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Knee Surg Sports Traumatol Arthrosc. 2012 Mar;20(3):468-86. doi: 10.1007/s00167-011-1714-7. Epub 2011 Nov 9.

Surgical treatment for early osteoarthritis. Part II: allografts and concurrent procedures.

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Cartilage Repair Center, Department of Orthopedic Surgery, Brigham and Women's Hospital, Boston, MA, USA.


Young patients with early osteoarthritis (OA) represent a challenging population due to a combination of high functional demands and limited treatment options. Conservative measures such as injection and physical therapy can provide short-term pain relief but are only palliative in nature. Joint replacement, a successful procedure in the older population, is controversial in younger patients, who are less satisfied and experience higher failure rates. Therefore, while traditionally not indicated for the treatment of OA, cartilage repair has become a focus of increased interest due to its potential to provide pain relief and alter the progression of degenerative disease, with the hope of delaying or obviating the need for joint replacement. The field of cartilage repair is seeing the rapid development of new technologies that promise greater ease of application, less demanding rehabilitation and better outcomes. Concurrent procedures such as meniscal transplantation and osteotomy, however, remain of crucial importance to provide a normalized biomechanical environment for these new technologies.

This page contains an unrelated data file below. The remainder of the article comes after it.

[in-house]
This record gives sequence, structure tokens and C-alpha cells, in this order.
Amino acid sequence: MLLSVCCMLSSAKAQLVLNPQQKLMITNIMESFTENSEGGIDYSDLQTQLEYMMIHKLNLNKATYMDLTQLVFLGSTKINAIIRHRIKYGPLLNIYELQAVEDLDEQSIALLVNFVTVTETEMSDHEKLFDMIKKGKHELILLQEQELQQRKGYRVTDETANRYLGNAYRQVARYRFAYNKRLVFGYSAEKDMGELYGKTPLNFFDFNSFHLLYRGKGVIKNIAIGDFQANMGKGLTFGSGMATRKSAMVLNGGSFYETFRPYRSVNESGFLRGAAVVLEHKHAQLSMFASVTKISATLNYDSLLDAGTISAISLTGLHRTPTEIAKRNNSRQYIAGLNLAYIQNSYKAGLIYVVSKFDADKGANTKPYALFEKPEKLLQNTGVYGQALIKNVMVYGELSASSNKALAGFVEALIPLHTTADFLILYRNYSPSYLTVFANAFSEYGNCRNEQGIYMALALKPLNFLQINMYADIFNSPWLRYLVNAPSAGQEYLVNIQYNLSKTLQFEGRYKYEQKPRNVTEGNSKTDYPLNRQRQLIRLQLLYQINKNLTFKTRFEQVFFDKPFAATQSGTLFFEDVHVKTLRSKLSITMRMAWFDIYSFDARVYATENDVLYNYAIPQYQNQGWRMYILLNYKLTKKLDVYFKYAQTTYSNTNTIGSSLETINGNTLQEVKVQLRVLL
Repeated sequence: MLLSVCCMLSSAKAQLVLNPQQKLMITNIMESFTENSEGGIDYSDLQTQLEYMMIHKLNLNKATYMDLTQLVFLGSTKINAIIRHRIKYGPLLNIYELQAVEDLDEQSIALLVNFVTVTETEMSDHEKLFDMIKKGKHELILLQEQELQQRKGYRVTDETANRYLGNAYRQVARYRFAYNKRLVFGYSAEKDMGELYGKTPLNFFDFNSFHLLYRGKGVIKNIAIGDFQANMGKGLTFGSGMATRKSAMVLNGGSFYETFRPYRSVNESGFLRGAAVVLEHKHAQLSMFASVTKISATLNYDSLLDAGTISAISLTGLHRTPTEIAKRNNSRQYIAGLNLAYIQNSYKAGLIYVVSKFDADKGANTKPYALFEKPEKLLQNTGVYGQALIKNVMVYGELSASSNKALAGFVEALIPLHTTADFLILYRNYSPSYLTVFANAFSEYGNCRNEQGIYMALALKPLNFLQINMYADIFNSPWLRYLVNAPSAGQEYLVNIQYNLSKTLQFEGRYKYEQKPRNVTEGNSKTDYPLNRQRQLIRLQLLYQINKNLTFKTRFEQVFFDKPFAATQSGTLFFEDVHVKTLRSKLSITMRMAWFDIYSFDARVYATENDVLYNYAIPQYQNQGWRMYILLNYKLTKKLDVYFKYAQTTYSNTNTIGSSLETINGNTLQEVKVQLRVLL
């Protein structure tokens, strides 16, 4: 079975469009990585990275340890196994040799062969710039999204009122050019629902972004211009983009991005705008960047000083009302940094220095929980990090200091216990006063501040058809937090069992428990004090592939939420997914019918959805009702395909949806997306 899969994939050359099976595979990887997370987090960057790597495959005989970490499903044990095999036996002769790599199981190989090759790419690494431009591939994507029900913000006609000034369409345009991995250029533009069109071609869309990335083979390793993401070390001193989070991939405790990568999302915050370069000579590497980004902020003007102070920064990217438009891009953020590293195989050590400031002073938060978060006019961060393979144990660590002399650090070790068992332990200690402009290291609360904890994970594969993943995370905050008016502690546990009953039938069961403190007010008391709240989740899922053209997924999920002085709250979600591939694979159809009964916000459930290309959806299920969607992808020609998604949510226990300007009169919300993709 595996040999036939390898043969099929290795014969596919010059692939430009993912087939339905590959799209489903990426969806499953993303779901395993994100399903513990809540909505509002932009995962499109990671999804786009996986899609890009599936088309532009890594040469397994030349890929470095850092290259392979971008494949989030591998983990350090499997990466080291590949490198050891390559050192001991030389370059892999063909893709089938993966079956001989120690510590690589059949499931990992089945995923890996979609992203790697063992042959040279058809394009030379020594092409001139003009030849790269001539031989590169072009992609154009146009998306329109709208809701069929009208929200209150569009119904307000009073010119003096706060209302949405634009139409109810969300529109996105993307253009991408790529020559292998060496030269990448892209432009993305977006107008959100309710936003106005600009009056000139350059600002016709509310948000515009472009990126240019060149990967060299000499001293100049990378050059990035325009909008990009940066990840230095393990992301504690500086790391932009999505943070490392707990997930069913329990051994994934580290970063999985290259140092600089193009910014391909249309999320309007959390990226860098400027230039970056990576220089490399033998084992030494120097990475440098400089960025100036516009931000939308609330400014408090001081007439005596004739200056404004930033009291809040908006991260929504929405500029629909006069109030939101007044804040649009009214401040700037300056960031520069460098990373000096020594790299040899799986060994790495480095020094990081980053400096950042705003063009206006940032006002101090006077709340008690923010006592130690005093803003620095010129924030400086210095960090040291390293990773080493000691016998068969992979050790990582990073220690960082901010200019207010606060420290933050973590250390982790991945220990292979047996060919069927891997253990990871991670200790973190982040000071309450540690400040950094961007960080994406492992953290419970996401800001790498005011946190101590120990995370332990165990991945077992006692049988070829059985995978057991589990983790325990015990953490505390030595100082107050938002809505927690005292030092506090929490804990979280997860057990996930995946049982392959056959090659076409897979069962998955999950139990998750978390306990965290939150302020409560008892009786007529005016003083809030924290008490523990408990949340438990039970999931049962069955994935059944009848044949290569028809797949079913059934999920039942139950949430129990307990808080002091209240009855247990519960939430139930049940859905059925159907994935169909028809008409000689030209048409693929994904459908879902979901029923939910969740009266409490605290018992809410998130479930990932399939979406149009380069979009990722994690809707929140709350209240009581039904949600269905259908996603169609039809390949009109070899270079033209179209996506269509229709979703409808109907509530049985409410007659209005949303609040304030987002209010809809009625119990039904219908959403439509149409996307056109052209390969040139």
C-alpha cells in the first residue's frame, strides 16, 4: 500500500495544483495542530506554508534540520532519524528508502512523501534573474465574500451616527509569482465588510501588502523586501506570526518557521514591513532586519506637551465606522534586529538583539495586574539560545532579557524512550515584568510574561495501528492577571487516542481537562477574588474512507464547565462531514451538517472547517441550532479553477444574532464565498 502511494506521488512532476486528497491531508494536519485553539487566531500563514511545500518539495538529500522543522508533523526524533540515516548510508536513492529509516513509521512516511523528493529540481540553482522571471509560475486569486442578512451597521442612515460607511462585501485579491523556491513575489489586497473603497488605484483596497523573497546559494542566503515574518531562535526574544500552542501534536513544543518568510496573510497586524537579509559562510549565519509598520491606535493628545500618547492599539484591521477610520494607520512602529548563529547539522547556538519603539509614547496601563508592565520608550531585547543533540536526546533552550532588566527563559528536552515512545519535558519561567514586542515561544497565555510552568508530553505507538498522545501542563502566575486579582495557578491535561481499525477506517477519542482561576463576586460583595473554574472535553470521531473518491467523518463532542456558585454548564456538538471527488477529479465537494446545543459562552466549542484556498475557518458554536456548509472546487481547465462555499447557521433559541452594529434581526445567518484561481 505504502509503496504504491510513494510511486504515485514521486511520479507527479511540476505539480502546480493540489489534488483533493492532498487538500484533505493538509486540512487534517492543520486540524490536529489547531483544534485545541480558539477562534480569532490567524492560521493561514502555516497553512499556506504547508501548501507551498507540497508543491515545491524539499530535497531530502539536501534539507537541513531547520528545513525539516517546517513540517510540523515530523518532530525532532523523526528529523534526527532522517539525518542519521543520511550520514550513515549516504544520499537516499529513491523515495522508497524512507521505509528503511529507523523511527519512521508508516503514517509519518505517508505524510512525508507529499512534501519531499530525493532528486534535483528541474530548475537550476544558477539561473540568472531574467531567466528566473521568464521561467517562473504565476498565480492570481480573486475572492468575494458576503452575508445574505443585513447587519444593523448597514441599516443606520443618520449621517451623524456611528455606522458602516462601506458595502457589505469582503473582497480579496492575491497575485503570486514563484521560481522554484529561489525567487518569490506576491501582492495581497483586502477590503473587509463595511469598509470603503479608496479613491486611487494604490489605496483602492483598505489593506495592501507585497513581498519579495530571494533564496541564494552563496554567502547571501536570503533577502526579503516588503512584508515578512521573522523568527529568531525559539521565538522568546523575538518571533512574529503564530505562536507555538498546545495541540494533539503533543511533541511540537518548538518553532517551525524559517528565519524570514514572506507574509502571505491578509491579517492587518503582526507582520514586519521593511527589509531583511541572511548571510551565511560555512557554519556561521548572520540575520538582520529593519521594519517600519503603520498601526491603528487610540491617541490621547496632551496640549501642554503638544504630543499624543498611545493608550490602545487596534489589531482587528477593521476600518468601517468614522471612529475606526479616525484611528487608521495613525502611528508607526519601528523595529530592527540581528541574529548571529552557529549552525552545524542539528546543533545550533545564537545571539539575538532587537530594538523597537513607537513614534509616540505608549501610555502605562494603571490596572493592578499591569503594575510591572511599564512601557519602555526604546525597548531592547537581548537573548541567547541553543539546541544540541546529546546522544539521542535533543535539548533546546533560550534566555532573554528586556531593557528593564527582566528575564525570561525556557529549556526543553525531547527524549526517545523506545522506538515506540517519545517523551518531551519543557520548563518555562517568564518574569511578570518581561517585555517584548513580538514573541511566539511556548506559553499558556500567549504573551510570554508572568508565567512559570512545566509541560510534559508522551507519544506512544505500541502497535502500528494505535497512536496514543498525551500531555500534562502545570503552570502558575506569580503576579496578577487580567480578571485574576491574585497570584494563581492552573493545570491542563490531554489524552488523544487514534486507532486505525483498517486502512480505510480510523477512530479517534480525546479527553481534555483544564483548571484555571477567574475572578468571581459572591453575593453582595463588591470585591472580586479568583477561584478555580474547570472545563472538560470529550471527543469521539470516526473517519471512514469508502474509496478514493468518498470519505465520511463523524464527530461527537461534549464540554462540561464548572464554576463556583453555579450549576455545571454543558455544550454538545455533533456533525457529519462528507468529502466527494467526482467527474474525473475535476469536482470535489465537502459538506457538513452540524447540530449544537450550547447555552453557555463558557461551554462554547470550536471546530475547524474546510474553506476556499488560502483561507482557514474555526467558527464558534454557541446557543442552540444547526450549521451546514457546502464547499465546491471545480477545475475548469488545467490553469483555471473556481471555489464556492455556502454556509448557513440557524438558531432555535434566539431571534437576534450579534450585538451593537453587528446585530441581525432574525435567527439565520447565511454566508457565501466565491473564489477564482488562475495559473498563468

Systematic review, Level II.

[Indexed for MEDLINE]

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